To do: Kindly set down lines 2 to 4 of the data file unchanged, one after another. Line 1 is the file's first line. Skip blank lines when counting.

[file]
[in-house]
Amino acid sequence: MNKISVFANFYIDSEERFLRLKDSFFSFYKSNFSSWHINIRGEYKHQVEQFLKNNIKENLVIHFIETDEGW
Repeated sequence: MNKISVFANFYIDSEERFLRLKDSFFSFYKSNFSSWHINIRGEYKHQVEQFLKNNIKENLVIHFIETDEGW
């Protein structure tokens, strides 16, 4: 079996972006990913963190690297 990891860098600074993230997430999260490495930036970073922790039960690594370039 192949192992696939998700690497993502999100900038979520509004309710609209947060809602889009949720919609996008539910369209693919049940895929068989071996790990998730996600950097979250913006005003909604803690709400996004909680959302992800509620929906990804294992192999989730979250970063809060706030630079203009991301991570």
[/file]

Amino acid sequence: MNKISVFANFYIDSEERFLRLKDSFFSFYKSNFSSWHINIRGEYKHQVEQFLKNNIKENLVIHFIETDEGW
Repeated sequence: MNKISVFANFYIDSEERFLRLKDSFFSFYKSNFSSWHINIRGEYKHQVEQFLKNNIKENLVIHFIETDEGW
């Protein structure tokens, strides 16, 4: 079996972006990913963190690297 990891860098600074993230997430999260490495930036970073922790039960690594370039 192949192992696939998700690497993502999100900038979520509004309710609209947060809602889009949720919609996008539910369209693919049940895929068989071996790990998730996600950097979250913006005003909604803690709400996004909680959302992800509620929906990804294992192999989730979250970063809060706030630079203009991301991570």